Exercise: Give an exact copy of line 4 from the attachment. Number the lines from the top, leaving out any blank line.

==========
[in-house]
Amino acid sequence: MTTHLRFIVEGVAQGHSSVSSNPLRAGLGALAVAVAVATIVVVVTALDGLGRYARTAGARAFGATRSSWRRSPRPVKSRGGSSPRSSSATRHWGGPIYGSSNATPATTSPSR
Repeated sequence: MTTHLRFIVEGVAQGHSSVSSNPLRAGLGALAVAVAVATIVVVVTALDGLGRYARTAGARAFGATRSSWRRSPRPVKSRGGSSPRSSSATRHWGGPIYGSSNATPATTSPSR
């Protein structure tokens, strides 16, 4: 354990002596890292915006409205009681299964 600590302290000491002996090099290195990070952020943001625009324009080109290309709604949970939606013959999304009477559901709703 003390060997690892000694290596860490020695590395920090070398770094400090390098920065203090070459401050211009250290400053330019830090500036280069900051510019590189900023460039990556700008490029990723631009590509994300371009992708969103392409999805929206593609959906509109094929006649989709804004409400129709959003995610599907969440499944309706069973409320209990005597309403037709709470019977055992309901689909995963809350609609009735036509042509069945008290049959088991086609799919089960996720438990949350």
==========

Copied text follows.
């Protein structure tokens, strides 16, 4: 354990002596890292915006409205009681299964 600590302290000491002996090099290195990070952020943001625009324009080109290309709604949970939606013959999304009477559901709703 003390060997690892000694290596860490020695590395920090070398770094400090390098920065203090070459401050211009250290400053330019830090500036280069900051510019590189900023460039990556700008490029990723631009590509994300371009992708969103392409999805929206593609959906509109094929006649989709804004409400129709959003995610599907969440499944309706069973409320209990005597309403037709709470019977055992309901689909995963809350609609009735036509042509069945008290049959088991086609799919089960996720438990949350």